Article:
FIG. 4 shows a side view of a dual side, in-situ optical inspection system 400, in accordance with one embodiment of the present invention. The dual side, in-situ optical inspection system 400 includes the in-situ optical inspection system 100 as described above in FIGS. 1-3 to inspect the front surface 108A of the wafer 108. The dual side, in-situ optical inspection system 400 also includes a second light source 410 and a second camera 420. The second light source 410 emits light 412E that can reflect/diffract from DPO 406C on the back-side surface 108B of the wafer 108. The reflected/diffracted light 412E′ is received in the camera 420 through the lens 424.

FIG. 5 shows a block diagram of the light source 110, in accordance with one embodiment of the present invention. The light source 110 can include one or more point sources 510 of light. By way of example, each of the point sources 510 of light can be an light emitting diode (LED). Each of the LEDs 510 can emit one or more single wavelengths of light or a band of wavelengths. The intensity and wavelength of the light emitted from the LEDs 510 can be varied so as to better identify any potential DPOs.

FIGS. 6A and 6B show a proximity head process system 600, in accordance with one embodiment of the present invention combination. FIG. 6A shows the proximity head process system 600 includes a controller 640 and a process chamber 608. The controller 640 can include a visual and/or aural indicator 644 or display that can present a status of the processes occurring within the process chamber 608.

The controller 640 includes a recipe 642 that determines the various operating parameters of the various proximity processes and the inspection processes as described above. By way of example, the recipe 642 determines flowrates of DIW, IPA and IPA vapor and pressures of the vacuum and the precise location of the proximity head 602, the direction and rate of rotation of the wafer 108, if the wafer is rotated, the various angles (i.e., α, δ, β), intensity, wavelength etc. of the in-situ wafer inspection system 100. In one embodiment, the in-situ wafer inspection system 100 can provide feedback to the controller 640. The controller 640 can then modify the recipe 642 in response to the feedback from one or more of the in-situ wafer inspection system 100.

Referring now to FIG. 6B, the process chamber 608 encloses a proximity head 602 and an in-situ wafer inspection system 100 as described above in FIGS. 1-5. The proximity head 602 supports a dynamic liquid meniscus 604 between the proximity head and the surface 108A of the wafer 108. The proximity head 602 can be moved onto and across the surface 108A by an actuator 610. By way of example the actuator or carrier 610 can move the proximity head in either direction 612 across the surface 108A. The dynamic liquid meniscus 604 can apply a process across a portion 630 of the surface 108A of the wafer 108. Moving the wafer 108 and/or the proximity head 602 can move the meniscus 602 across the entire surface 108A and thereby apply the process to substantially all of the surface.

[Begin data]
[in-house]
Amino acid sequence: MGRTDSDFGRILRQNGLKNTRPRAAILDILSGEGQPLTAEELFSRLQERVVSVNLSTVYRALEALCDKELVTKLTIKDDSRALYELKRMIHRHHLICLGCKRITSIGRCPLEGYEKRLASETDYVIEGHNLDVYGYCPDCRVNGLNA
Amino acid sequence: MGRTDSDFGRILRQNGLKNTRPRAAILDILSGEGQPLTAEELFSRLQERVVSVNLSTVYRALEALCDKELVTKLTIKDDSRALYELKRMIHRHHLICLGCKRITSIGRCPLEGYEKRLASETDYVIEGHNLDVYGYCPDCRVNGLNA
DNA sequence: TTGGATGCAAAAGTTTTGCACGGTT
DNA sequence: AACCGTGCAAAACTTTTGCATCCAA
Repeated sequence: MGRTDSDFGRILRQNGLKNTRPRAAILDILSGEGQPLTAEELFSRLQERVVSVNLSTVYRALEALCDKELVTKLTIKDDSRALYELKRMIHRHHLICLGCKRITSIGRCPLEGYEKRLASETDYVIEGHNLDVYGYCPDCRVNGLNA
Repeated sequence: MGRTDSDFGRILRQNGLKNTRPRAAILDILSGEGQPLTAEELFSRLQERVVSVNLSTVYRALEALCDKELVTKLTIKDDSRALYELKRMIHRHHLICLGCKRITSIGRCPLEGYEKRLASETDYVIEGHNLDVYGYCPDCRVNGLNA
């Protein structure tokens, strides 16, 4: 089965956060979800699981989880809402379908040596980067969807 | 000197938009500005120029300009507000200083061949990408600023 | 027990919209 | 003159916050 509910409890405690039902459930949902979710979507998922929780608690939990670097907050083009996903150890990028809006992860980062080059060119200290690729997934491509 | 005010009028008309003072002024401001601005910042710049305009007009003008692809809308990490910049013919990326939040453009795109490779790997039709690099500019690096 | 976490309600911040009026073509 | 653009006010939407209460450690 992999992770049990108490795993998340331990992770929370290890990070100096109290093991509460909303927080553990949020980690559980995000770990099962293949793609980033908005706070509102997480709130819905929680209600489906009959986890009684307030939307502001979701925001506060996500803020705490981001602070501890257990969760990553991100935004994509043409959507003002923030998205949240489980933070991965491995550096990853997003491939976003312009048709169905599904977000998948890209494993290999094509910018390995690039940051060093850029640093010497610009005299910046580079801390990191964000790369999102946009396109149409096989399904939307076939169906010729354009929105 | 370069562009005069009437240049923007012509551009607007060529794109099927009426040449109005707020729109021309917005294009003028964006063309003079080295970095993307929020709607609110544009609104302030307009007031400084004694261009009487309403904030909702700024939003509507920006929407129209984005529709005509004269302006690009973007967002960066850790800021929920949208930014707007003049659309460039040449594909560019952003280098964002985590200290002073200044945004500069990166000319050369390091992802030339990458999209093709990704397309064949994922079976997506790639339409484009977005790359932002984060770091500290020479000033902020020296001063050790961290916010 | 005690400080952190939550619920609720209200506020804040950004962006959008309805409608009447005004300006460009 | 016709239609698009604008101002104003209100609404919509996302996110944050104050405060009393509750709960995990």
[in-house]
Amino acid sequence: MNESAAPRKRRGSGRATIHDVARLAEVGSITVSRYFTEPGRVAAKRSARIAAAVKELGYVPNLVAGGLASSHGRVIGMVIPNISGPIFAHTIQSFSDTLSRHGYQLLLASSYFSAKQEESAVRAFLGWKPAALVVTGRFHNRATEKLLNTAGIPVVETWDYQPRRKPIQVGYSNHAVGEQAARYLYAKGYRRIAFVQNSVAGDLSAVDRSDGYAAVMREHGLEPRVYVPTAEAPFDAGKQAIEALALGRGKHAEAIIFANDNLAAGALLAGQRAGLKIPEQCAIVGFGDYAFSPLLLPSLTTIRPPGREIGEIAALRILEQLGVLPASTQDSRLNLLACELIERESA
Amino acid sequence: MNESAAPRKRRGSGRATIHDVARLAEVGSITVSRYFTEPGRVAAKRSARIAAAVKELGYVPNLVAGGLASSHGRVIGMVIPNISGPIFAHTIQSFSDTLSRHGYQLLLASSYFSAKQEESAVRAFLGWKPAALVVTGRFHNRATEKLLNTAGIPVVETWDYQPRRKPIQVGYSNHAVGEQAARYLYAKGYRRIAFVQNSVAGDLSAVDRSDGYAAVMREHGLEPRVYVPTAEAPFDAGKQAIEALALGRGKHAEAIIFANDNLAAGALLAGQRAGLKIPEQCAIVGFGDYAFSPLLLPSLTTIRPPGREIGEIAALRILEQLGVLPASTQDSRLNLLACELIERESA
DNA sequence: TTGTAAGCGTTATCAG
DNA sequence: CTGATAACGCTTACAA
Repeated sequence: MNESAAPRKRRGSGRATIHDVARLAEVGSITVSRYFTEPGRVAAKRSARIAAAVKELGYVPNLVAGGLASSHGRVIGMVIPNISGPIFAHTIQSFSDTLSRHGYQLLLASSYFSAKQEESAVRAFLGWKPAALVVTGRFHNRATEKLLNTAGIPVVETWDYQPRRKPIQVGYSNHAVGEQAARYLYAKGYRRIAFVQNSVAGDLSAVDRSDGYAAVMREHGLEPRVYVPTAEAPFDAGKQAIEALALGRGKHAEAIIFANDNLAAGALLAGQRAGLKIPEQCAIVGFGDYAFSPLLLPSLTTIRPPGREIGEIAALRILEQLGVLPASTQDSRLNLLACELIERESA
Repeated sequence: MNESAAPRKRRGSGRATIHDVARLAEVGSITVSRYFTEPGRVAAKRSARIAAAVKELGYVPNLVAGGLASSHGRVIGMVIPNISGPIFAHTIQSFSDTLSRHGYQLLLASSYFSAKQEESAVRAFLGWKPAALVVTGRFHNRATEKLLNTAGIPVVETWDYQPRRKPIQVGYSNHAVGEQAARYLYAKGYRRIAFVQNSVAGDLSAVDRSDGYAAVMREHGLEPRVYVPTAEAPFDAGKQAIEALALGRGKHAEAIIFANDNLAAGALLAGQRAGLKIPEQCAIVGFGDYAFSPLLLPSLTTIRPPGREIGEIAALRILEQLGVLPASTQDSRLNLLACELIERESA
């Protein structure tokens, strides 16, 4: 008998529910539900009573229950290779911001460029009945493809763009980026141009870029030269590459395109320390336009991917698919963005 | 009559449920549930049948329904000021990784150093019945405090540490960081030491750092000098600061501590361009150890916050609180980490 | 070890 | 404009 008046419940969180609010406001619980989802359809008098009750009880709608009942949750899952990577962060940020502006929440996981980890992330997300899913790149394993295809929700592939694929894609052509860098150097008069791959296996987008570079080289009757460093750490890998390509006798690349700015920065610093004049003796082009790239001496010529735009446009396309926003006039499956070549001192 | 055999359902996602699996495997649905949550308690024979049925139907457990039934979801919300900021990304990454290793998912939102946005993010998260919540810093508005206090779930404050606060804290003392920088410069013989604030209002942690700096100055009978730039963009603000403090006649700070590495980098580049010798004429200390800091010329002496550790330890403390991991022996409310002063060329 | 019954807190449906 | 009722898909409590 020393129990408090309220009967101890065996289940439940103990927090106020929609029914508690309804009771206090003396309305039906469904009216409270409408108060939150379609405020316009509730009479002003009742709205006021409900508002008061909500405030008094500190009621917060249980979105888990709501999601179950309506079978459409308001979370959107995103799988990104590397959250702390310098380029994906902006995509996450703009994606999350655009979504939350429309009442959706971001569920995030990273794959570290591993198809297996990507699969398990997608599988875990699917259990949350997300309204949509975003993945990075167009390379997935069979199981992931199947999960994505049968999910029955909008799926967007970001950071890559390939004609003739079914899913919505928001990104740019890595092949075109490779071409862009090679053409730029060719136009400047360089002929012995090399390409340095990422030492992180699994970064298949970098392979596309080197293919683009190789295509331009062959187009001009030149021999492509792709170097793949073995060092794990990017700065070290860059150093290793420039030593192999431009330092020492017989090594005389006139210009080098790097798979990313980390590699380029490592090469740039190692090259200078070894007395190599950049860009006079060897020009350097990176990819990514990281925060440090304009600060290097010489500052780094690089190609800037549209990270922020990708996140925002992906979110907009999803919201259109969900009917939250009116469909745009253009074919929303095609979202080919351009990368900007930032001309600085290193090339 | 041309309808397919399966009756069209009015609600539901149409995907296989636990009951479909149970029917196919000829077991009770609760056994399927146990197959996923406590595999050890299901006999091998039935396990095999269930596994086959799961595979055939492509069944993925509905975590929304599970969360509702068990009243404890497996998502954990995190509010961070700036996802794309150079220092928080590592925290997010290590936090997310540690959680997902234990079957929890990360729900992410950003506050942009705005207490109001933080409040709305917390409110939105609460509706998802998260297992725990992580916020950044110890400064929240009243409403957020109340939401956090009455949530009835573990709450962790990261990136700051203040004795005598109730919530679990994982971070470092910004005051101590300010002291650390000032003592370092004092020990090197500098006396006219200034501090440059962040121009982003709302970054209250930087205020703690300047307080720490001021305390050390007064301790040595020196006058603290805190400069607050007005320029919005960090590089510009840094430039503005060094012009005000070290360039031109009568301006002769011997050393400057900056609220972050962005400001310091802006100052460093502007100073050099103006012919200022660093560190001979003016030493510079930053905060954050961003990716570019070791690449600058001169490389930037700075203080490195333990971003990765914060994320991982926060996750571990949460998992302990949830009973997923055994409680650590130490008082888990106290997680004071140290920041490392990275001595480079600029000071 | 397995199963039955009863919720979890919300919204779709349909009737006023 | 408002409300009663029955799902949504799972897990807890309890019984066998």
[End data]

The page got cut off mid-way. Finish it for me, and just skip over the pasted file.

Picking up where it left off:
The proximity head 602 can support many different types of processes within the dynamic liquid meniscus 604. By way of example, the dynamic liquid meniscus 604 can support etching, cleaning, rinsing, drying, electroplating, scrubbing, dicing and other processes within the meniscus by selecting various operating parameters, chemistries and incorporating additional mechanisms (e.g., scrubbers, dicing devices, heaters, etc.) within the proximity head 602. Several of the many different types of processes that can be supported by the proximity head 602 and the dynamic liquid meniscus 604 are described in any one or more of the co-owned and co-pending US patent applications including: U.S. patent application Ser. No. 10/330,843 filed on Dec. 24, 2002 and entitled “Meniscus, Vacuum, IPA Vapor, Drying Manifold;” U.S. patent application Ser. No. 10/261,839 filed on Sep. 30, 2002 and entitled “Method and Apparatus for Drying Semiconductor Wafer Surfaces Using a Plurality of Inlets and Outlets Held in Close Proximity to the Wafer Surfaces;” U.S. patent application Ser. No. 10/330,897, filed on Dec. 24, 2002, entitled “System for Substrate Processing with Meniscus, Vacuum, IPA vapor, Drying Manifold;” U.S. patent application Ser. No. 10/404,270, filed on Mar. 31, 2003, entitled “Vertical Proximity Processor;” U.S. patent application Ser. No. 10/404,692 filed on Mar. 31, 2003, entitled “Methods and Systems for Processing a Substrate Using a Dynamic Liquid Meniscus;” U.S. patent application Ser. No. 10/606,022, filed on Jun. 24, 2003, entitled, “System and Method for Integrating In-Situ Metrology Within a Wafer Process;” U.S. patent application Ser. No. 10/607,611 filed on Jun. 27, 2003, entitled “Apparatus and Method for Depositing and Planarizing Thin Films on Semiconductor Wafers;” U.S. patent application Ser. No. 10/611,140, filed on Jun. 30, 2003, entitled “Method and Apparatus for Cleaning a Substrate Using Megasonic Power;” U.S. patent application Ser. No. 10/769,498, filed on Jan. 30, 2004, entitled “Stress Free Etch Processing in Combination With a Dynamic Liquid Meniscus;” U.S. patent application Ser. No. 10/742,303, filed on Dec. 18, 2003, entitled “Proximity Brush Unit Apparatus and Method;” U.S. patent application Ser. No. 10/816,432, filed on Mar. 31, 2004, entitled “Substrate Brush Scrubbing and Proximity Cleaning-Drying Sequence Using Compatible Chemistries, and Method, Apparatus, and System for Implementing the Same;” U.S. patent application Ser. No. 10/817,398, filed on Apr. 1, 2004, entitled “Controls of Ambient Environment During Wafer Drying Using Proximity Head;” U.S. patent application Ser. No. 10/817,355, filed on Apr. 1, 2004, entitled “Substrate Proximity Processing Structures and Methods for Using and Making the Same;” U.S. patent application Ser. No. 10/834,548, filed on Apr. 28, 2004, entitled “Apparatus and Method for Providing a Confined Liquid for Immersion Lithography;” U.S. patent application Ser. No. 10/817,620, filed on Apr. 1, 2004, entitled “Substrate Meniscus Interface and Methods for Operation;” U.S. patent application Ser. No. 10/817,133, filed on Apr. 1, 2004, entitled “Proximity Meniscus Manifold;” U.S. patent application Ser. No. 10/883,301, filed on Jun. 30, 2004, entitled “Concentric Proximity Processing Head;” U.S. patent application Ser. No. 10/879,396, filed on Jun. 28, 2004, entitled “Electroplating Head and Method for Operating the Same;” U.S. patent application Ser. No. 10/956,799, filed on Sep. 30, 2004, entitled “Apparatus and Method for Utilizing a Meniscus in Substrate Processing;” and U.S. patent application Ser. No. 10/957,092, filed on Sep. 30, 2004, entitled “System and Method for Modulating Flow Through Multiple Ports in a Proximity Head.” The aforementioned patent applications are hereby incorporated by reference in their entirety.